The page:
The practicality of carrying all of your necessities on your back while still looking stylish is exactly why backpacks are a hot trend for fall.
Shops & Business
Slide open the sunroof and crank up the heat. It’s October in Minnesota. Whether that means tailgating, stirring up a cozy meal, baking bread, or dipping caramel apples, our local grocers have plenty of fun fall foods to fill your basket.
Whole Foods Market
Edina resident Cathy Cella has been active in the community for 33 years and she isn’t planning on slowing down anytime soon. Because of this, she was awarded a Connecting with Kids Leadership Award last spring.
Dogs are becoming more a part of daily life, and business owners like the option of taking their furry friends to work. Two local businesses are in on this workday revolution.
Edina Magazine has been celebrating local residents and retailers since before “local” became a buzzword and a movement. So when we discover someone whose business inspires and encourages a love of locality, we get excited.
Erica Campbell believes in roots—creating them and tending to their growth. When she moved in July 2015 to Edina from the Washington, D.C., area with her husband, Ian, and their two children, she didn’t waste time.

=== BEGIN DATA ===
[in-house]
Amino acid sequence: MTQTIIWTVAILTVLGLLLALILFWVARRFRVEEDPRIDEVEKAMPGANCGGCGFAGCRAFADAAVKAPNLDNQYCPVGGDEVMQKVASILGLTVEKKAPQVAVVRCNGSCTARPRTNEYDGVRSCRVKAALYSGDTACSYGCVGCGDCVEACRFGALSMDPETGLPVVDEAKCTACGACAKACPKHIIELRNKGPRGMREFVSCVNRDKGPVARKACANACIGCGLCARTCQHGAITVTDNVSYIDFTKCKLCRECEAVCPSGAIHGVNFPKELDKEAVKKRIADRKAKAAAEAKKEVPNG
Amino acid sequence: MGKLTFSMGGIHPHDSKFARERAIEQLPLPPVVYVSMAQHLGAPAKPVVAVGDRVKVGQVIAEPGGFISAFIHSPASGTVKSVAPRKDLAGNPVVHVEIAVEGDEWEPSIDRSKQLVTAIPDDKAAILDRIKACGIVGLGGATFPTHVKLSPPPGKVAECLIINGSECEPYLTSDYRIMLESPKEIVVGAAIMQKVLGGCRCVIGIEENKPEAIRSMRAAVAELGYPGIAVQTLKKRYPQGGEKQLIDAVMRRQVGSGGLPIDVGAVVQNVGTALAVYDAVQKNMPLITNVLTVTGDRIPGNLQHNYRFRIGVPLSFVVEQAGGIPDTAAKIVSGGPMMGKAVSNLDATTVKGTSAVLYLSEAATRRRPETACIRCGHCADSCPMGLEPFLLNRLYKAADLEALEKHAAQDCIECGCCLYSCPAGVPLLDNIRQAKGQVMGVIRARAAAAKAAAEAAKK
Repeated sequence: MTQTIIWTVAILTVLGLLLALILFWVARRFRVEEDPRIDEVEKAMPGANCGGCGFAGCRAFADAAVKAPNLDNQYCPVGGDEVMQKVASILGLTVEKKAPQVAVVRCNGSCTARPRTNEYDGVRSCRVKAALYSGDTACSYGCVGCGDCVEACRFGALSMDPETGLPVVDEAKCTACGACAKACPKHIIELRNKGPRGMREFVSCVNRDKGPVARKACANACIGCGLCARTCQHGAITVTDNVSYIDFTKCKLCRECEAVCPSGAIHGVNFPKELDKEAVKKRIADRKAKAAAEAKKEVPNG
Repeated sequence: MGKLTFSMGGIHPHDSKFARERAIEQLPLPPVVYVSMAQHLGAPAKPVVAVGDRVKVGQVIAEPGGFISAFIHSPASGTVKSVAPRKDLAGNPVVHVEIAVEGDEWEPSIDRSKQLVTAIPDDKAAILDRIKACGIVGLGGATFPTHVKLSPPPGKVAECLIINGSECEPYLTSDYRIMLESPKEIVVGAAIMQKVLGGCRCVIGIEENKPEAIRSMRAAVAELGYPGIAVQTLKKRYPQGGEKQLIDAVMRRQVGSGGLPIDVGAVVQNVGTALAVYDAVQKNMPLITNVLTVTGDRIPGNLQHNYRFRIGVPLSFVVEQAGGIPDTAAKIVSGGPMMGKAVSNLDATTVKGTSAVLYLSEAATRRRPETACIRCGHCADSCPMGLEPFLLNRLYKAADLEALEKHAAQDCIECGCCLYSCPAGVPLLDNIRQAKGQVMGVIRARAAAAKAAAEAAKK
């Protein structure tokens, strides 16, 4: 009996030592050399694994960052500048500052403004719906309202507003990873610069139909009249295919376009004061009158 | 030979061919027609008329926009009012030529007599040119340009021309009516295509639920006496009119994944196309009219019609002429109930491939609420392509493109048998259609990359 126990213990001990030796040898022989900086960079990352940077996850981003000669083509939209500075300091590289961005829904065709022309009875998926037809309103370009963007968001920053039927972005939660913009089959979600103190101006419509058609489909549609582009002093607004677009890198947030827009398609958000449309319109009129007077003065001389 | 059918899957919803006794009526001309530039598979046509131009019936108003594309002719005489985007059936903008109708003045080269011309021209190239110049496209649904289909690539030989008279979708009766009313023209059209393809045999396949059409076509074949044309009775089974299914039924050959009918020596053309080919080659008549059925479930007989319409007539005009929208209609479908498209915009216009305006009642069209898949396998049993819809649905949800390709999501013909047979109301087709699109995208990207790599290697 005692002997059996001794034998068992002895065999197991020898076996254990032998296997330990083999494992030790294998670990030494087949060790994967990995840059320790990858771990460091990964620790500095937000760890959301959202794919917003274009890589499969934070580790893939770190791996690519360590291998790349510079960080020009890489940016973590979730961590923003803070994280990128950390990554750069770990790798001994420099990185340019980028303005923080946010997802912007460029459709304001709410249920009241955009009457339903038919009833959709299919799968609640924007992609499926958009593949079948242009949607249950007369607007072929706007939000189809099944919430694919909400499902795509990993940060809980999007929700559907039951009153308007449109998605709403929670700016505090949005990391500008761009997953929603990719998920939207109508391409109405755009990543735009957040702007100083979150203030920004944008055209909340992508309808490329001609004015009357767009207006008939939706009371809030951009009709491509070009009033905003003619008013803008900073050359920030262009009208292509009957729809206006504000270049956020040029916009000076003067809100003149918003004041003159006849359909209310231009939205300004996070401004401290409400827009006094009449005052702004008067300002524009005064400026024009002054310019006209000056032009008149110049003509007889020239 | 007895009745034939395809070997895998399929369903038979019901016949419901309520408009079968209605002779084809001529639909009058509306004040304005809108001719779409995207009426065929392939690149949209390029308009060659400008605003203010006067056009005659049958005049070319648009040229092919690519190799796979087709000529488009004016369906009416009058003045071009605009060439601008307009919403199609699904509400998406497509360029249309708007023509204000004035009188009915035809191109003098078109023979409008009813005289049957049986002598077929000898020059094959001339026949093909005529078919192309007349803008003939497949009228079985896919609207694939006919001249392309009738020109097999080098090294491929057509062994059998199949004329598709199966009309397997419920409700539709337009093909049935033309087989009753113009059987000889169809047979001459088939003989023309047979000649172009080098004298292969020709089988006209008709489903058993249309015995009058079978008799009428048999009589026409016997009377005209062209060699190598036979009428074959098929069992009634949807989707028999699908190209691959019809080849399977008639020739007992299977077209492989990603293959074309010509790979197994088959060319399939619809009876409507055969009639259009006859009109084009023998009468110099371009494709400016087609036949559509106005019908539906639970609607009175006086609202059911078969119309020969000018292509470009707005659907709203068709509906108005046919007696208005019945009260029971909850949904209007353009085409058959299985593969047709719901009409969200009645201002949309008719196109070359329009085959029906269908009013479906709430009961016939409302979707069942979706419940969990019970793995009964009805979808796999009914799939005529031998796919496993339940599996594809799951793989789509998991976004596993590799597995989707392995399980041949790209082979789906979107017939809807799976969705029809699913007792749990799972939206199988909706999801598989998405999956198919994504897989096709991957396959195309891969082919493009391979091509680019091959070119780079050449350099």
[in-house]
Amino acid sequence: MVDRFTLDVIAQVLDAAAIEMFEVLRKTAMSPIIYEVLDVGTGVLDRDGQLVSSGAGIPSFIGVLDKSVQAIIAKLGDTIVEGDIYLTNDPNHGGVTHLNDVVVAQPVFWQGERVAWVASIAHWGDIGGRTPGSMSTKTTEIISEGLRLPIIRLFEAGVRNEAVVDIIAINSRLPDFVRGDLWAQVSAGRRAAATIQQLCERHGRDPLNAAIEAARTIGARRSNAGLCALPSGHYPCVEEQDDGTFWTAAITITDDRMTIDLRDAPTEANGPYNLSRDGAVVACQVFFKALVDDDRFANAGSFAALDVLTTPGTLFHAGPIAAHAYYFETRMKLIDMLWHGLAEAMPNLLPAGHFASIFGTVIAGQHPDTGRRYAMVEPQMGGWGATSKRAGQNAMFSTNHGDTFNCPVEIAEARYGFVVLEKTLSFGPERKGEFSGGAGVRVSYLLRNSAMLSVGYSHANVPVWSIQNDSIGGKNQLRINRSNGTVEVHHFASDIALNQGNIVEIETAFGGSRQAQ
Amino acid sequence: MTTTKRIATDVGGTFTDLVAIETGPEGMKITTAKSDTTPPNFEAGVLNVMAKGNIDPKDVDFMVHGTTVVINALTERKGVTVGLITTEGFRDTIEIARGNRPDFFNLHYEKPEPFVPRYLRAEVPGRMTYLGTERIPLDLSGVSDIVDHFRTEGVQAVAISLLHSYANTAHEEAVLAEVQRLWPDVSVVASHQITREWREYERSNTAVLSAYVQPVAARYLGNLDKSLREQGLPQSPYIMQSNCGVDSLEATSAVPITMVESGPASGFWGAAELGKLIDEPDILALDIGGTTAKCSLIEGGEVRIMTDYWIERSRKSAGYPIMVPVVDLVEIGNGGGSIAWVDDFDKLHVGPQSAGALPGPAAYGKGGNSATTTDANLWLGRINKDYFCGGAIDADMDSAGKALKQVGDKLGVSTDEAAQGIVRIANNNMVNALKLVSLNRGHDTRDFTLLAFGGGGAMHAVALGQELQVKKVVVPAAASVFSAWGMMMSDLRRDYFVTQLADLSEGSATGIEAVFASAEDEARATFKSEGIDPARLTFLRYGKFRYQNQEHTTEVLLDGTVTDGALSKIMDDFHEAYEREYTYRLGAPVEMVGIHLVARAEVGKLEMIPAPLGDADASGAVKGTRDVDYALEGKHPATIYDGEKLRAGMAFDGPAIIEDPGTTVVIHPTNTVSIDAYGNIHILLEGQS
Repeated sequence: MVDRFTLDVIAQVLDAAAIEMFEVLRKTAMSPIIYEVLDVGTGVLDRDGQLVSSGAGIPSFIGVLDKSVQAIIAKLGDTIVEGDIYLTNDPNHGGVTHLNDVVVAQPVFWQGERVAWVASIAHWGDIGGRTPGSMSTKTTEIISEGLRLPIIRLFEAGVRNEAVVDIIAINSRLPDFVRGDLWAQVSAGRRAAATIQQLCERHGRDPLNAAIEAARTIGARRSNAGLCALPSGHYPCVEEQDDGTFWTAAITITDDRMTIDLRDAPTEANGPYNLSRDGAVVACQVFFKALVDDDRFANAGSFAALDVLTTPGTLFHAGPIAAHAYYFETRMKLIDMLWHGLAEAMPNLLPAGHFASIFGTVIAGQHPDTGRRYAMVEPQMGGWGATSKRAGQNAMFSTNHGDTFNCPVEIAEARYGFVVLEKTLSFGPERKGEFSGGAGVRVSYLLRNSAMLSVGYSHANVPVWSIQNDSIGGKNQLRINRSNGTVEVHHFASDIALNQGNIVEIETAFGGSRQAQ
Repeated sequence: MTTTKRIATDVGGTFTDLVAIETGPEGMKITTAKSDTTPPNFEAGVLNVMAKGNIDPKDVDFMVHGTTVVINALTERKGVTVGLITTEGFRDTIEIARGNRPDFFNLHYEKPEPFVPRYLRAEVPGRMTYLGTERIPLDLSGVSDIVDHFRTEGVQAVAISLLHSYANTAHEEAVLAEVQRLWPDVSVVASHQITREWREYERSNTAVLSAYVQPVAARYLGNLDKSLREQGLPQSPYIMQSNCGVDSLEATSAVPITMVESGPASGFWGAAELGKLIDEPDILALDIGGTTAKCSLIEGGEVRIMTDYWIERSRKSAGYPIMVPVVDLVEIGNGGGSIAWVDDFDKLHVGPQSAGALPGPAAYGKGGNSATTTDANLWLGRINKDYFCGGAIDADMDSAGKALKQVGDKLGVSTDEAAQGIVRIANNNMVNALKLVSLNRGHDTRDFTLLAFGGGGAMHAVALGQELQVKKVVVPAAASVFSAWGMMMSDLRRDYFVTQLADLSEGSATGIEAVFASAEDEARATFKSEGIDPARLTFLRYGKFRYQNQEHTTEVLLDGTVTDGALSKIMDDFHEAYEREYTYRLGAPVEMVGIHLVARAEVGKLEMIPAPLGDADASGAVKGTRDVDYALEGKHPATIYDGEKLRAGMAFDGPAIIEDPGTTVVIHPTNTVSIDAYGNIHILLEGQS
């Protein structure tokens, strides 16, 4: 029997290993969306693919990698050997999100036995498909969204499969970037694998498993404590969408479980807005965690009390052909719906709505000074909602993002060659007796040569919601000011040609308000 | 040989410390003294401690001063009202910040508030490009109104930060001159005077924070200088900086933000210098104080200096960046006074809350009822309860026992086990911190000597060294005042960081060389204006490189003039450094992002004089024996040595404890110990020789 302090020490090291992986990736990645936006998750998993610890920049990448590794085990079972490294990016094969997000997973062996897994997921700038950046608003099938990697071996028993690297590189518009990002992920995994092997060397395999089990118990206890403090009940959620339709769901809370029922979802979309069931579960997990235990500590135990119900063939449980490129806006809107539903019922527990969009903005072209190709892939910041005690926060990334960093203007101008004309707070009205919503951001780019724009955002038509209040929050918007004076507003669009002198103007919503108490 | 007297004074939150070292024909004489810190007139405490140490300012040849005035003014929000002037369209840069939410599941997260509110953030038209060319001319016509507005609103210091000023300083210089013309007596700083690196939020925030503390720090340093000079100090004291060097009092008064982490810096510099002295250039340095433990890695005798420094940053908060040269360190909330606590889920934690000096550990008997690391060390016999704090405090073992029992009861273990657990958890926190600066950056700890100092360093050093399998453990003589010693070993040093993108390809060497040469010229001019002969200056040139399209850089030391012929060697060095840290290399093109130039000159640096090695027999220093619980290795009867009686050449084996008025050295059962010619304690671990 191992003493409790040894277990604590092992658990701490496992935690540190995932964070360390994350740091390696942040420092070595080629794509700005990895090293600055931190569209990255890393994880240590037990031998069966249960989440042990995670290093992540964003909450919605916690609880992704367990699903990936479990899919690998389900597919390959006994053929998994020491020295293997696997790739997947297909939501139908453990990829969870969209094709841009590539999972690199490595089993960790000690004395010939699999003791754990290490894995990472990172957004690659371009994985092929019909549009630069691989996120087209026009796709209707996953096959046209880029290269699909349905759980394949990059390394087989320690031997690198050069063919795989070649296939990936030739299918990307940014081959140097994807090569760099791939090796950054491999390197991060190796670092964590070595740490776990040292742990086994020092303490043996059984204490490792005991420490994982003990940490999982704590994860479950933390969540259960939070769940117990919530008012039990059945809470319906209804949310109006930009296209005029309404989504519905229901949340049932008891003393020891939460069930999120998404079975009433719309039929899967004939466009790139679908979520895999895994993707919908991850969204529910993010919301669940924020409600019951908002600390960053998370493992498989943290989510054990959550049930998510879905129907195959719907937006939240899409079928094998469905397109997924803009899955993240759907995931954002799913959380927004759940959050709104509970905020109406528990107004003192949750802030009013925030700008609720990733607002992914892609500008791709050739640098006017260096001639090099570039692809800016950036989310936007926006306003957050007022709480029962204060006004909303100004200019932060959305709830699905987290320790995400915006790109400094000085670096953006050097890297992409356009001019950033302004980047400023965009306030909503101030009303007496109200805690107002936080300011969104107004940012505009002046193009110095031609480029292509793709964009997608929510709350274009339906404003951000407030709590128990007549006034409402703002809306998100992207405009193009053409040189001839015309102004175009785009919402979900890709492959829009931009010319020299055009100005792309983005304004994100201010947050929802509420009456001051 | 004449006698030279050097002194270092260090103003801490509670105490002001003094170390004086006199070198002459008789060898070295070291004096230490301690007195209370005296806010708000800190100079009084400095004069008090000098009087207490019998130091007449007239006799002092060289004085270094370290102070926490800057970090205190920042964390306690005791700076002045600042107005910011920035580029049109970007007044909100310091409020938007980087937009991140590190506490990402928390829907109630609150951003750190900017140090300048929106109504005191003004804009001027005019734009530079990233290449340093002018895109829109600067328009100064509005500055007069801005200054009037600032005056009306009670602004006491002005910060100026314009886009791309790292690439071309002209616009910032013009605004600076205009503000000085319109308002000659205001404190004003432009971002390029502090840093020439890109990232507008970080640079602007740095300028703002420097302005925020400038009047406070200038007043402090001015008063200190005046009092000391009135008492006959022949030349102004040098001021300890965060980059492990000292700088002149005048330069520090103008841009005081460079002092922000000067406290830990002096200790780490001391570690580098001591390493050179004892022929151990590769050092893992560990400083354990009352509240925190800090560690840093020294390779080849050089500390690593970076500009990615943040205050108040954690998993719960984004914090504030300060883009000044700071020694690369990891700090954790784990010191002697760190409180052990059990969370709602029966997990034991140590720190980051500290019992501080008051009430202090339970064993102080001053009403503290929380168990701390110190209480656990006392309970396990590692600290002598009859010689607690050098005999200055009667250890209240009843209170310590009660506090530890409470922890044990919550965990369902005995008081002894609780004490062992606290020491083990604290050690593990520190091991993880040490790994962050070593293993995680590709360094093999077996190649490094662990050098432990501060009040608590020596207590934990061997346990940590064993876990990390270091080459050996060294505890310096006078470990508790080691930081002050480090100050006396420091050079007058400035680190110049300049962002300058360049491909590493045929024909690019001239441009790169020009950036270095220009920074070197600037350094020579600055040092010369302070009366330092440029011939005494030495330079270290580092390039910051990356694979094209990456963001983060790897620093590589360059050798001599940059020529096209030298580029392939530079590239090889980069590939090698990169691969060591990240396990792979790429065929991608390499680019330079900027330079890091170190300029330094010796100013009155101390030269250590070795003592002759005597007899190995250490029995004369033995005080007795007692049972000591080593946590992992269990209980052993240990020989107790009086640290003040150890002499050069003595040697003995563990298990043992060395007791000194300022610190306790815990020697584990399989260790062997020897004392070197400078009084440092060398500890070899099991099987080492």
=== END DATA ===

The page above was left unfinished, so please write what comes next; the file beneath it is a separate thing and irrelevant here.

When you love social media and have a passion for health care, amazing things can happen. In 2015, Julie Swenson, a public relations and social media marketing professional, decided to start a company that would help health care professionals and clinics better connect with people.
Don’t let back-to-school shopping be a burden. We’ve enlisted the expertise of three Edina moms to help you navigate the racks in search of on-trend and mom-approved kids’ fashion.
It was 1976. Judith Guest had recently moved to Edina and looked to the Newcomers’ Club for opportunities to become connected. Guest and other new-on-the-block book lovers were encouraged to sign up for Newcomers’ “alternate” book club that met at night.
In the five years between college and becoming a school counselor at South View Middle School, Paul Andress held just about every odd job imaginable.
(The space before the renovation.)